Presentation on theme: "CERVICAL HYPOLORDOSIS: A CASE STUDY OF TREATMENTS AND OUTCOMES E MILY Z IPOY, M ATHEW K ALAPURAYIL, R HONDA C ROSS B EEMER P H D, ATC (M ENTOR ) Drake."— Presentation transcript:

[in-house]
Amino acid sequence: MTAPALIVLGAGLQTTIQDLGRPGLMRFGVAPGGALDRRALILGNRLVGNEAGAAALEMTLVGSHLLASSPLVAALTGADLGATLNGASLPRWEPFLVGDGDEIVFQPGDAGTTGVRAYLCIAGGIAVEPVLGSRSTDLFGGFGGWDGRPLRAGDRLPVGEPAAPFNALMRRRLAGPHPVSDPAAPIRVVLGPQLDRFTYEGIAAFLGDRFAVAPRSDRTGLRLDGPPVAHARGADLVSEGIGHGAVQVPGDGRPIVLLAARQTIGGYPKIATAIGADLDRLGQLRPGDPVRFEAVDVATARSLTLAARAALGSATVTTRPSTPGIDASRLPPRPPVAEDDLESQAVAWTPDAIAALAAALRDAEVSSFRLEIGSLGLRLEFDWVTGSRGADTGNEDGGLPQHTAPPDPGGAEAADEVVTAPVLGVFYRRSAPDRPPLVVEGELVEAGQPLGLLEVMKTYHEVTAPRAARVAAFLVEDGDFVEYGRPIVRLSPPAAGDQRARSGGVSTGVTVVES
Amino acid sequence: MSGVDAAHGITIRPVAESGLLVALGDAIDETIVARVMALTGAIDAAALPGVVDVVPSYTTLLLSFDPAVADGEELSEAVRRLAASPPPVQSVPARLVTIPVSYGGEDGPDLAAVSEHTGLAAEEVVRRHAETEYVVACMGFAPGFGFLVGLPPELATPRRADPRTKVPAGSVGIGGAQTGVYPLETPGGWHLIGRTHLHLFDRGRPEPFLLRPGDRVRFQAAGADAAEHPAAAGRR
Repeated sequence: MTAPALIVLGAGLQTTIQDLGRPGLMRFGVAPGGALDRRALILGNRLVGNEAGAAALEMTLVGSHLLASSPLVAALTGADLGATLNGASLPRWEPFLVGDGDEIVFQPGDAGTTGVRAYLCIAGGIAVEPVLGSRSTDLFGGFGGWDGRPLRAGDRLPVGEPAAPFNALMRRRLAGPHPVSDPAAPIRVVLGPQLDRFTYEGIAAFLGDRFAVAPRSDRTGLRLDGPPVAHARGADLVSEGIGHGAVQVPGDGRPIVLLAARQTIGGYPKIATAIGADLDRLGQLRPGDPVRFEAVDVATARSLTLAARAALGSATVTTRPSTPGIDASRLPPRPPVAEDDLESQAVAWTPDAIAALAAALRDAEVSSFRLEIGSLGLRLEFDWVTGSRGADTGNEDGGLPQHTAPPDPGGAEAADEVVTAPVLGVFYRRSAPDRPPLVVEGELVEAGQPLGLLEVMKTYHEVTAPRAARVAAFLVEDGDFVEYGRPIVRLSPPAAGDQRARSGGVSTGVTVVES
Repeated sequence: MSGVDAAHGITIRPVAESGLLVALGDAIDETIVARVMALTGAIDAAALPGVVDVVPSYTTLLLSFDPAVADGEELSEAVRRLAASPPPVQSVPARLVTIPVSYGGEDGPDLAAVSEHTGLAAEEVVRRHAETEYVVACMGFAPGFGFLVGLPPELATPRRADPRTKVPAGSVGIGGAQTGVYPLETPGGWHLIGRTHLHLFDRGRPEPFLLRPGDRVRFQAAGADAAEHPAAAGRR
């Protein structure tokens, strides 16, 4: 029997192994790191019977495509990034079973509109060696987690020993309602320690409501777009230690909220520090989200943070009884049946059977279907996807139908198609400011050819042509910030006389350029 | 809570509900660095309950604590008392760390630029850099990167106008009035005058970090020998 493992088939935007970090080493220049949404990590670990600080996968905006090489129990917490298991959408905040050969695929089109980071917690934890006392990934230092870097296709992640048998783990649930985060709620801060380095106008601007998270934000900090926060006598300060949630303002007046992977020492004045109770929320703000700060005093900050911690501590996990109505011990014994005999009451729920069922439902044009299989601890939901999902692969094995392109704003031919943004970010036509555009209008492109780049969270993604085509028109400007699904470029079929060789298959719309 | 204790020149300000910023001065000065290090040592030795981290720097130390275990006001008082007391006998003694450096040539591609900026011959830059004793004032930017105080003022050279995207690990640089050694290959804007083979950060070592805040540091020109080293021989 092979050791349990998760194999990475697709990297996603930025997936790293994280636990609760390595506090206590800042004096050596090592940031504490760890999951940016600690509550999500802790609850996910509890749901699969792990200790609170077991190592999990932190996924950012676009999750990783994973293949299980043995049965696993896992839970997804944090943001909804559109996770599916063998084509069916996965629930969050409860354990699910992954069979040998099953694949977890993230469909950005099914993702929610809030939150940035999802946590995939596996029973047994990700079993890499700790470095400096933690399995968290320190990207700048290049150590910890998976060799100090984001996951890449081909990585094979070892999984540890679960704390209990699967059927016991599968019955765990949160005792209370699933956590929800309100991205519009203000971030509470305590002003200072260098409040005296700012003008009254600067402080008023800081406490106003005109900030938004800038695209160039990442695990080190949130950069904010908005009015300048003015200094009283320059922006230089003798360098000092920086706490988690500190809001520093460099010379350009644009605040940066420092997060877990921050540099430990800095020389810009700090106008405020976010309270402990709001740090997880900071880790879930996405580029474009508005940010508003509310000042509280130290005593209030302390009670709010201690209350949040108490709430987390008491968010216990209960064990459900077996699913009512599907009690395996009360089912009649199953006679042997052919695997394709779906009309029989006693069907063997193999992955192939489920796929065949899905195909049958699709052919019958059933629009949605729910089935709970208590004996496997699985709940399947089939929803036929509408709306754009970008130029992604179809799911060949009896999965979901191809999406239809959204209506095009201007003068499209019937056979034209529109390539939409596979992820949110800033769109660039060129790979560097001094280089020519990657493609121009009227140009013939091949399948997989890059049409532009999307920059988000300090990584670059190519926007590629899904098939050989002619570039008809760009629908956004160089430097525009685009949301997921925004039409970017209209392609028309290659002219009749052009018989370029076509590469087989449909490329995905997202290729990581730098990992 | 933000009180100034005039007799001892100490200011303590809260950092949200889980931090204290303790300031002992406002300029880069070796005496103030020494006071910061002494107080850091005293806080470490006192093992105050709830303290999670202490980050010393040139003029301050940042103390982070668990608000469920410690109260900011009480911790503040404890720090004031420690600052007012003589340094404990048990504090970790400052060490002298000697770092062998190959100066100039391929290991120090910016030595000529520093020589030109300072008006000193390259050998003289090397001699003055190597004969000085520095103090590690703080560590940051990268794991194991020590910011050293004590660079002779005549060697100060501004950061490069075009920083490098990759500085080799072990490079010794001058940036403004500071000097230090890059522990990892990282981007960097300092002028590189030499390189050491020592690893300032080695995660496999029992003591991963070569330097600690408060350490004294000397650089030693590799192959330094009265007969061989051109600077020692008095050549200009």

CERVICAL HYPOLORDOSIS: A CASE STUDY OF TREATMENTS AND OUTCOMES E MILY Z IPOY, M ATHEW K ALAPURAYIL, R HONDA C ROSS B EEMER P H D, ATC (M ENTOR ) Drake University College of Pharmacy and Health Sciences RESULTS OF DIAGNOSTIC IMAGING MRI and radiograph Revealed a chronic history of reverse cervical spine curvature and osteophytes along posterior and lateral vertebral bodies C5/C6. REFRENCES 1. Olson, V. L. (1007). Whiplash- Associated Chronic Headache Treated with Home Cervical Traction. Physical Therapy, 417-424. 2. Schenkman, M. (1996). relationships between mobility of axial structures and physical performance. Physical Therapy, 3. 3. http://www.coralvillechiropractic.us/photo.htm 4. http://www.med.nyu.edu/hjd/hjdspine/education/problems/neckandarm/cervicalspond.html 5.McKinley, Michael P., and Valerie Dean. O'Loughlin. Human Anatomy. Boston: McGraw-Hill Higher Education, 2008. Print. 6. http://occaraccident.wordpress.com/2009/10/02/do-you-know-the-most-important-physical-sign-to-look-for-after-a-car-accident-in-orange-county-ca/ * : Images used in this poster are not from this particular case study and do not represent the studied patient. Images are being used to supplement the presented information and provide visual representation of the different aspects of this particular case study. ABSTRACT BACKGROUND: Cervical hypolordosis is a condition affecting the cervical vertebrae in which the normal anterior curvature shifts posteriorly from its original position, creating a flattening, causing pain and neuropathy in patients. Little data exists on the causes, treatment, and progression of this condition which gives motive for this case study. CASE PRESENTATION: A moderately active 51 year old female patient sought chiropractic treatment after experiencing numbness in the 3 rd, 4 th, and 5 th digits of the left hand. She was diagnosed with a strain within the supraclavicular region. A hypolordotic curve of the cervical vertebrae was noted upon visual examination. Treatment using chiropractic techniques led to 90% pre-injury strength. The patient later returned with further neuropathy signs and symptoms. A differential diagnosis included thoracic outlet syndrome or disk herniation of the cervical vertebrae. An MRI revealed reverse cervical curvature and osteophytes along the lateral bodies of C5/C6 vertebrae. TREATMENT: A treatment plan and protocol was followed addressing biomechanical changes utilizing chiropractic adjustments, proprioceptive neuromuscular facilitation, stretching exercises, and a home exercise program. CONCLUSION: Within only four treatments over a 2-week rehabilitation program, using therapeutic exercises and chiropractic adjustments, a 90% self improvement of symptoms was reported by the patient. With so little evidence about cervical hypolordosis, it is important to note the positive outcomes of this patient and to utilize the information to treat and/or educate others who suffer from cervical hypolordosis. PERSONAL DATA/PERTINENT MEDICAL HISTORY 51 year old moderately active female presented with 3 rd, 4 th, and 5 th digit numbness after performing a pectorals deck exercise (June 2010) Initial examination revealed: Hyperactive deep tendon reflex in the left bracioradialis Pain in the left elbow and hyperesthesia of C6 and C7 dermatomes Mild left arm supination and pronation weakness Elbow flexion with resistive range of motion. Patient would later return in November 2010 with exacerbating symptoms PHYSICAL SIGNS AND SYMPTOMS First visit Positive bilateral Cervical Jackson’s compressions test Pain in left subclavicular region Hypertonicity within the right supraclavicular and cervicothoracic region. Complaints were reproduced with left elbow lateral to medial compression Diagnosed with a strain or sprain within the supraclavicular region that manifested as radiating numbness Second Visit Shooting pain in right tricep and lateral forearm Return of digit numbness (3 rd, 4 th, 5 th ) Unknown mechanism of injury Pain was a gradual onset Normal deep tendon reflex responses Point tenderness within the right C4-C6 spinal region with active trigger points in supraspinatous and supraclavicular regions Increase in symptoms with passive and active range of motion of cervical lateral flexion DIFFERENTIAL DIAGNOSIS First visit Cervical hypolordosis Carpal tunnel syndrome Supraclavicular strain Second Visit Thoracic outlet syndrome Disk herination. CLINICAL PLAN & PROTOCOLS The below plan was performed over a 2 week period with the hope of the patient continuing the home exercise program. Chiropractic adjustment Combination ultrasound and electrical muscle stimulation Ice massage Wrist brace to wear Proprioceptive neuromuscular facilitation Active isolated stretching Myofascial release Home exercise program Isometric contract/relax cervical extension exercises, static extension, bilateral lateral flexion and bilateral rotation stretches. BACKGROUND Cervical hypolordosis, commonly referred to as "flat neck" or "straight neck," is a term used to define loss of curvature in the cervical spine. Usually the neck has a lordotic curvature, which is minimally present or even absent in hypolordosis. There are varying theories and speculations as to why this abnormality occurs. Previous studies have attributed it to abnormal development of the spine during embryogenesis, trauma from motor vehicle collisions(MVCs) or a sporting accident, 1 as well as chronic back pain and neurologic disorders. Over time these events can lead to poor postural alignment 2 ; the most common cause for cervical hypolordosis 2. The purpose of this retrospective case report is to review treatments and outcomes of a patient diagnosed with cervical hypolordosis due to limited research pertaining to cervical hypolordosis. This poses a significant problem for clinicians in treating the disorder. CONCLUSION Diagnosed with cervical hypolordosis with osteophytes Supraclavicular strain impingement of nerves pain and numbness. Patient experienced dermatome numbness and hyperexcitable deep tendon reflexes Assessment techniques used to narrow diagnosis possibilities. Treatments focused on managing cervical hypolordosis and supraclavicular strain Patient rapidly improved and was released from care after few treatments Not reassessed for change in cervical angle before being discharged. Patient left with knowledge and ability to perform home exercise program. *Figure 1: Cervical Hypolordosis 3 *Figure 3: Osteophytes along cervical spine 4 *Figure 5a: Radiograph of cervical spine from initial visit indicating cervical hypolordosis (Before treatment ) 6 *Figure 4: Dermatome Map 5 *Figure 5b: Radiograph of cervical spine curvature after treatment therapies 6 *Figure 2: Cervical Jackson Compression Test